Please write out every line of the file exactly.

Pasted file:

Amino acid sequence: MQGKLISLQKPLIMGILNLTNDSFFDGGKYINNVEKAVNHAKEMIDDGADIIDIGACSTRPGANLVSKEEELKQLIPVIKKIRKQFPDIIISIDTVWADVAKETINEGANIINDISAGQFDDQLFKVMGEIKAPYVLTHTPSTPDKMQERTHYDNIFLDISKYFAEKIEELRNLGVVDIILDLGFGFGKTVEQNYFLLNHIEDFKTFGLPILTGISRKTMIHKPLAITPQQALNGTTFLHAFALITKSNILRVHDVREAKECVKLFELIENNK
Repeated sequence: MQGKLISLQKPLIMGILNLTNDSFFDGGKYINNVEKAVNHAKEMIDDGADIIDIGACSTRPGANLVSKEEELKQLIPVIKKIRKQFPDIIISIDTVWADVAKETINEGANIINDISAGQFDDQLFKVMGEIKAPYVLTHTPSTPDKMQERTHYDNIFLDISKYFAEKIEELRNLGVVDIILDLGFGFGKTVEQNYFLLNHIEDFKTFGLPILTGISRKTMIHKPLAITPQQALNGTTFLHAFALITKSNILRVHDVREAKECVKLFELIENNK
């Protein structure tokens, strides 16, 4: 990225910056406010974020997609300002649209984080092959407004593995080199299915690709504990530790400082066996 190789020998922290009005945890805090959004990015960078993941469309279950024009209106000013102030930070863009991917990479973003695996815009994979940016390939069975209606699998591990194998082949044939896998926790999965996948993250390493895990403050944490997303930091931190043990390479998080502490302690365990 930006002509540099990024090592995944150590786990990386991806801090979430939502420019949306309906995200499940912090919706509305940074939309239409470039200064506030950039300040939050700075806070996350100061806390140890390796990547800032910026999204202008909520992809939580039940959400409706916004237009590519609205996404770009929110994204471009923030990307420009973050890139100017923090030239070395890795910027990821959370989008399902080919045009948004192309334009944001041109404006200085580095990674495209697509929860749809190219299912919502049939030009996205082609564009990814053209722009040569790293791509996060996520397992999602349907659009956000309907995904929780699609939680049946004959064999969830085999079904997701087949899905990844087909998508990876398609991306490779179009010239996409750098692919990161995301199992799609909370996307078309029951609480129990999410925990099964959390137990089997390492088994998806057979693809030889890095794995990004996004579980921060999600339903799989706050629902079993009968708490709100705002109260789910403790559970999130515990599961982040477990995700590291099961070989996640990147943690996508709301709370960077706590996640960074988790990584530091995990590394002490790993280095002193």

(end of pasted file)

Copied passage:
Amino acid sequence: MQGKLISLQKPLIMGILNLTNDSFFDGGKYINNVEKAVNHAKEMIDDGADIIDIGACSTRPGANLVSKEEELKQLIPVIKKIRKQFPDIIISIDTVWADVAKETINEGANIINDISAGQFDDQLFKVMGEIKAPYVLTHTPSTPDKMQERTHYDNIFLDISKYFAEKIEELRNLGVVDIILDLGFGFGKTVEQNYFLLNHIEDFKTFGLPILTGISRKTMIHKPLAITPQQALNGTTFLHAFALITKSNILRVHDVREAKECVKLFELIENNK
Repeated sequence: MQGKLISLQKPLIMGILNLTNDSFFDGGKYINNVEKAVNHAKEMIDDGADIIDIGACSTRPGANLVSKEEELKQLIPVIKKIRKQFPDIIISIDTVWADVAKETINEGANIINDISAGQFDDQLFKVMGEIKAPYVLTHTPSTPDKMQERTHYDNIFLDISKYFAEKIEELRNLGVVDIILDLGFGFGKTVEQNYFLLNHIEDFKTFGLPILTGISRKTMIHKPLAITPQQALNGTTFLHAFALITKSNILRVHDVREAKECVKLFELIENNK
């Protein structure tokens, strides 16, 4: 990225910056406010974020997609300002649209984080092959407004593995080199299915690709504990530790400082066996 190789020998922290009005945890805090959004990015960078993941469309279950024009209106000013102030930070863009991917990479973003695996815009994979940016390939069975209606699998591990194998082949044939896998926790999965996948993250390493895990403050944490997303930091931190043990390479998080502490302690365990 930006002509540099990024090592995944150590786990990386991806801090979430939502420019949306309906995200499940912090919706509305940074939309239409470039200064506030950039300040939050700075806070996350100061806390140890390796990547800032910026999204202008909520992809939580039940959400409706916004237009590519609205996404770009929110994204471009923030990307420009973050890139100017923090030239070395890795910027990821959370989008399902080919045009948004192309334009944001041109404006200085580095990674495209697509929860749809190219299912919502049939030009996205082609564009990814053209722009040569790293791509996060996520397992999602349907659009956000309907995904929780699609939680049946004959064999969830085999079904997701087949899905990844087909998508990876398609991306490779179009010239996409750098692919990161995301199992799609909370996307078309029951609480129990999410925990099964959390137990089997390492088994998806057979693809030889890095794995990004996004579980921060999600339903799989706050629902079993009968708490709100705002109260789910403790559970999130515990599961982040477990995700590291099961070989996640990147943690996508709301709370960077706590996640960074988790990584530091995990590394002490790993280095002193």